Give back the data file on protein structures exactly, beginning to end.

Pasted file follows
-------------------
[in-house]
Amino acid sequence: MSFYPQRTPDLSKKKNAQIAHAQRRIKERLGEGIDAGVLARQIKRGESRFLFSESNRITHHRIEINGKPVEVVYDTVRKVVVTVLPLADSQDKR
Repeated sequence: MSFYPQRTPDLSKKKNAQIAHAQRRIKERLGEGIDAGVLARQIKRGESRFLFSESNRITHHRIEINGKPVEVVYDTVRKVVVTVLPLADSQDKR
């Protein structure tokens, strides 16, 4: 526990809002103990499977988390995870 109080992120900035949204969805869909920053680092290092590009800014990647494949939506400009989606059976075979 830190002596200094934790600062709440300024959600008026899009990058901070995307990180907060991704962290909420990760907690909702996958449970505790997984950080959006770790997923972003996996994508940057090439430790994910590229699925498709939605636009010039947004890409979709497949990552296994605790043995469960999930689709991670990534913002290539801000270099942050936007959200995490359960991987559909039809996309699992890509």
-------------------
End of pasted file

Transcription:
[in-house]
Amino acid sequence: MSFYPQRTPDLSKKKNAQIAHAQRRIKERLGEGIDAGVLARQIKRGESRFLFSESNRITHHRIEINGKPVEVVYDTVRKVVVTVLPLADSQDKR
Repeated sequence: MSFYPQRTPDLSKKKNAQIAHAQRRIKERLGEGIDAGVLARQIKRGESRFLFSESNRITHHRIEINGKPVEVVYDTVRKVVVTVLPLADSQDKR
């Protein structure tokens, strides 16, 4: 526990809002103990499977988390995870 109080992120900035949204969805869909920053680092290092590009800014990647494949939506400009989606059976075979 830190002596200094934790600062709440300024959600008026899009990058901070995307990180907060991704962290909420990760907690909702996958449970505790997984950080959006770790997923972003996996994508940057090439430790994910590229699925498709939605636009010039947004890409979709497949990552296994605790043995469960999930689709991670990534913002290539801000270099942050936007959200995490359960991987559909039809996309699992890509």